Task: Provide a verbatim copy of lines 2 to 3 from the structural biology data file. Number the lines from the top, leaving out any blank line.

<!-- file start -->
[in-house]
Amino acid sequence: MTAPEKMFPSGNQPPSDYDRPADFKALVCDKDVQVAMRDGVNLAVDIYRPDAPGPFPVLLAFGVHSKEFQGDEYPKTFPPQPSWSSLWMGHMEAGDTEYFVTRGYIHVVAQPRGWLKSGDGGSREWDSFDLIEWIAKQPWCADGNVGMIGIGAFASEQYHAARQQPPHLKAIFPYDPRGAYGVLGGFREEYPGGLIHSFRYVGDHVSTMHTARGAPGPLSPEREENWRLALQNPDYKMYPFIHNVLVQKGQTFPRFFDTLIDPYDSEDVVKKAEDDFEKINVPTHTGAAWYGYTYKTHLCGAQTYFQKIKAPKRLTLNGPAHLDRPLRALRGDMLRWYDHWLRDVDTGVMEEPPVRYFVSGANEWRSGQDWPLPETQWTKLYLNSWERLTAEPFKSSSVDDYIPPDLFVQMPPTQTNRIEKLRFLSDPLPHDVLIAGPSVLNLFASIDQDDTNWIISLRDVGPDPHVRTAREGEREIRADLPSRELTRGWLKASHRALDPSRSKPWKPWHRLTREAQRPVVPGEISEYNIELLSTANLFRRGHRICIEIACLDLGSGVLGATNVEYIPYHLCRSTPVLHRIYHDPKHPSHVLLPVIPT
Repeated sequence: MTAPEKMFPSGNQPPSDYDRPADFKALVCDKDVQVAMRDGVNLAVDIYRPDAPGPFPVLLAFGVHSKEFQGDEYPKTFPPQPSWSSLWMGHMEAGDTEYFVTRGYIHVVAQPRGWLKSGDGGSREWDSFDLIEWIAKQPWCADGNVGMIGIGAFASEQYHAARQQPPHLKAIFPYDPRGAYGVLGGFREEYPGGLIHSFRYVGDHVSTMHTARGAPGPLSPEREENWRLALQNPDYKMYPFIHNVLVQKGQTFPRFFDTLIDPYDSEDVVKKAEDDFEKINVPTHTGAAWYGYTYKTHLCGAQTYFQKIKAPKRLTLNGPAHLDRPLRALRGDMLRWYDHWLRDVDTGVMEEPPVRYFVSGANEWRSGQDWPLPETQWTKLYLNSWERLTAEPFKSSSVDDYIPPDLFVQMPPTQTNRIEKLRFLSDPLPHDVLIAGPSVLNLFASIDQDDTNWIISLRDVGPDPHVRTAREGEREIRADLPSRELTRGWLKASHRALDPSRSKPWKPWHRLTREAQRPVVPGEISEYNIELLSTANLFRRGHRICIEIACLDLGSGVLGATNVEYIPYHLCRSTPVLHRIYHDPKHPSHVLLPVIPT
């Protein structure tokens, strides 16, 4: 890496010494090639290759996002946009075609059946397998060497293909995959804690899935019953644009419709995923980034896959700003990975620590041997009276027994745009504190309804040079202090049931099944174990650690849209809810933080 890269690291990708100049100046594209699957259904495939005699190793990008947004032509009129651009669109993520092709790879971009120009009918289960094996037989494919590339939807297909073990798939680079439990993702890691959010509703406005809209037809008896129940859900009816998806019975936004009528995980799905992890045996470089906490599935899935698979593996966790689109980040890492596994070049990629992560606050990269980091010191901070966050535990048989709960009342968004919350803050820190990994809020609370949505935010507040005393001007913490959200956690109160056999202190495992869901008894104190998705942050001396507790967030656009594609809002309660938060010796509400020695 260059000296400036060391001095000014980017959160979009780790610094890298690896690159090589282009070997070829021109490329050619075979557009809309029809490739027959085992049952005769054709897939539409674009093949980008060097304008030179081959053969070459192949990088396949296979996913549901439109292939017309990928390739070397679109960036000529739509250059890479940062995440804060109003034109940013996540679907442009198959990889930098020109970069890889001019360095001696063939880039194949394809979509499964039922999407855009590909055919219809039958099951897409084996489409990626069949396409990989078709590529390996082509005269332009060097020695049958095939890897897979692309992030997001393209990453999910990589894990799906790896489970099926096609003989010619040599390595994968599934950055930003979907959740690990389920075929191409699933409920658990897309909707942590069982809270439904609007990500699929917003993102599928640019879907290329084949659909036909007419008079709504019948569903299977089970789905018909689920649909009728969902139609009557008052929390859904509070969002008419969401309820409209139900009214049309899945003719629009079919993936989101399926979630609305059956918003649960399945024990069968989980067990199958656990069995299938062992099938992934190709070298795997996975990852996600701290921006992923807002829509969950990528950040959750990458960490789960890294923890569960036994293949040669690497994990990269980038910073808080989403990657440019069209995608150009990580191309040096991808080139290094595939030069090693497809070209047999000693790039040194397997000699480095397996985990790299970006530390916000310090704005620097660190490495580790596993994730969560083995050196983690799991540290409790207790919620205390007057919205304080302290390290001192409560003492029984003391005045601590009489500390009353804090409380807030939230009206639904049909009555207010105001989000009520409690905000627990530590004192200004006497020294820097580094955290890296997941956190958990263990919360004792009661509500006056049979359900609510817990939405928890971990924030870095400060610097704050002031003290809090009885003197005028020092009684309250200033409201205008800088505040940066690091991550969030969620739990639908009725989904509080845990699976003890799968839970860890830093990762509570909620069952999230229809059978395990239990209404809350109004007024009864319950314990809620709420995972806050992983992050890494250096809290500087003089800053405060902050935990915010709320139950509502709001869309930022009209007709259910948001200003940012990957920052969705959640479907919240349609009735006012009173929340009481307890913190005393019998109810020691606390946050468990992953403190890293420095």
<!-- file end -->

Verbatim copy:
Amino acid sequence: MTAPEKMFPSGNQPPSDYDRPADFKALVCDKDVQVAMRDGVNLAVDIYRPDAPGPFPVLLAFGVHSKEFQGDEYPKTFPPQPSWSSLWMGHMEAGDTEYFVTRGYIHVVAQPRGWLKSGDGGSREWDSFDLIEWIAKQPWCADGNVGMIGIGAFASEQYHAARQQPPHLKAIFPYDPRGAYGVLGGFREEYPGGLIHSFRYVGDHVSTMHTARGAPGPLSPEREENWRLALQNPDYKMYPFIHNVLVQKGQTFPRFFDTLIDPYDSEDVVKKAEDDFEKINVPTHTGAAWYGYTYKTHLCGAQTYFQKIKAPKRLTLNGPAHLDRPLRALRGDMLRWYDHWLRDVDTGVMEEPPVRYFVSGANEWRSGQDWPLPETQWTKLYLNSWERLTAEPFKSSSVDDYIPPDLFVQMPPTQTNRIEKLRFLSDPLPHDVLIAGPSVLNLFASIDQDDTNWIISLRDVGPDPHVRTAREGEREIRADLPSRELTRGWLKASHRALDPSRSKPWKPWHRLTREAQRPVVPGEISEYNIELLSTANLFRRGHRICIEIACLDLGSGVLGATNVEYIPYHLCRSTPVLHRIYHDPKHPSHVLLPVIPT
Repeated sequence: MTAPEKMFPSGNQPPSDYDRPADFKALVCDKDVQVAMRDGVNLAVDIYRPDAPGPFPVLLAFGVHSKEFQGDEYPKTFPPQPSWSSLWMGHMEAGDTEYFVTRGYIHVVAQPRGWLKSGDGGSREWDSFDLIEWIAKQPWCADGNVGMIGIGAFASEQYHAARQQPPHLKAIFPYDPRGAYGVLGGFREEYPGGLIHSFRYVGDHVSTMHTARGAPGPLSPEREENWRLALQNPDYKMYPFIHNVLVQKGQTFPRFFDTLIDPYDSEDVVKKAEDDFEKINVPTHTGAAWYGYTYKTHLCGAQTYFQKIKAPKRLTLNGPAHLDRPLRALRGDMLRWYDHWLRDVDTGVMEEPPVRYFVSGANEWRSGQDWPLPETQWTKLYLNSWERLTAEPFKSSSVDDYIPPDLFVQMPPTQTNRIEKLRFLSDPLPHDVLIAGPSVLNLFASIDQDDTNWIISLRDVGPDPHVRTAREGEREIRADLPSRELTRGWLKASHRALDPSRSKPWKPWHRLTREAQRPVVPGEISEYNIELLSTANLFRRGHRICIEIACLDLGSGVLGATNVEYIPYHLCRSTPVLHRIYHDPKHPSHVLLPVIPT